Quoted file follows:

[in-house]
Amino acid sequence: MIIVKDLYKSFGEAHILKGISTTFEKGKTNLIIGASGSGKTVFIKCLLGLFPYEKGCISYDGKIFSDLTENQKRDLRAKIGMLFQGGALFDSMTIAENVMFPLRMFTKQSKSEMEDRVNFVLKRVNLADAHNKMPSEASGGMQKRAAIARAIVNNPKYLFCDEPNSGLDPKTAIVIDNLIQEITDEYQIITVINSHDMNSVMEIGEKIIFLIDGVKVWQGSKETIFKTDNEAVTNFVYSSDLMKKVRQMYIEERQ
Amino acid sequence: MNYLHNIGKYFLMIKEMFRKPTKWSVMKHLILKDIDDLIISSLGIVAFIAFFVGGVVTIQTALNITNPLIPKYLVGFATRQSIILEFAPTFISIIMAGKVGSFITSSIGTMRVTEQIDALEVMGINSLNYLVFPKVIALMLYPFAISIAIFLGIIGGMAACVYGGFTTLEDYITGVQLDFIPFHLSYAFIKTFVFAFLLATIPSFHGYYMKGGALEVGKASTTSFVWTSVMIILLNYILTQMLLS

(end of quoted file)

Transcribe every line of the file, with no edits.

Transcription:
[in-house]
Amino acid sequence: MIIVKDLYKSFGEAHILKGISTTFEKGKTNLIIGASGSGKTVFIKCLLGLFPYEKGCISYDGKIFSDLTENQKRDLRAKIGMLFQGGALFDSMTIAENVMFPLRMFTKQSKSEMEDRVNFVLKRVNLADAHNKMPSEASGGMQKRAAIARAIVNNPKYLFCDEPNSGLDPKTAIVIDNLIQEITDEYQIITVINSHDMNSVMEIGEKIIFLIDGVKVWQGSKETIFKTDNEAVTNFVYSSDLMKKVRQMYIEERQ
Amino acid sequence: MNYLHNIGKYFLMIKEMFRKPTKWSVMKHLILKDIDDLIISSLGIVAFIAFFVGGVVTIQTALNITNPLIPKYLVGFATRQSIILEFAPTFISIIMAGKVGSFITSSIGTMRVTEQIDALEVMGINSLNYLVFPKVIALMLYPFAISIAIFLGIIGGMAACVYGGFTTLEDYITGVQLDFIPFHLSYAFIKTFVFAFLLATIPSFHGYYMKGGALEVGKASTTSFVWTSVMIILLNYILTQMLLS